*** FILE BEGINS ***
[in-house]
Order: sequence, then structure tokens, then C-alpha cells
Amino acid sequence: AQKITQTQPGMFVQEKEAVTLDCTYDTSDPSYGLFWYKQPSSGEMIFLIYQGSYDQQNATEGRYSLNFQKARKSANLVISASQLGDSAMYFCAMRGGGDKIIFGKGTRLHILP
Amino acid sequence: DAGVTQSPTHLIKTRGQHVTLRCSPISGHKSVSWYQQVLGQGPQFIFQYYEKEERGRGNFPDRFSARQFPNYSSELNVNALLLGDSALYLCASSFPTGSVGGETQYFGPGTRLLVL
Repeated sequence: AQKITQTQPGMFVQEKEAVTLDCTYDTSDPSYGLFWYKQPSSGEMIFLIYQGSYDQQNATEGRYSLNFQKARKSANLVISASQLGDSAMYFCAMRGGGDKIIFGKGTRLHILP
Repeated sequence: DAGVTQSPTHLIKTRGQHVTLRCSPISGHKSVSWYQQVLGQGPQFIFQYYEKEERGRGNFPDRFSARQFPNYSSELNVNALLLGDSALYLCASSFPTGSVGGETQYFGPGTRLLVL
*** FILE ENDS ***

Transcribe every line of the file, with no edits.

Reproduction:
[in-house]
Order: sequence, then structure tokens, then C-alpha cells
Amino acid sequence: AQKITQTQPGMFVQEKEAVTLDCTYDTSDPSYGLFWYKQPSSGEMIFLIYQGSYDQQNATEGRYSLNFQKARKSANLVISASQLGDSAMYFCAMRGGGDKIIFGKGTRLHILP
Amino acid sequence: DAGVTQSPTHLIKTRGQHVTLRCSPISGHKSVSWYQQVLGQGPQFIFQYYEKEERGRGNFPDRFSARQFPNYSSELNVNALLLGDSALYLCASSFPTGSVGGETQYFGPGTRLLVL
Repeated sequence: AQKITQTQPGMFVQEKEAVTLDCTYDTSDPSYGLFWYKQPSSGEMIFLIYQGSYDQQNATEGRYSLNFQKARKSANLVISASQLGDSAMYFCAMRGGGDKIIFGKGTRLHILP
Repeated sequence: DAGVTQSPTHLIKTRGQHVTLRCSPISGHKSVSWYQQVLGQGPQFIFQYYEKEERGRGNFPDRFSARQFPNYSSELNVNALLLGDSALYLCASSFPTGSVGGETQYFGPGTRLLVL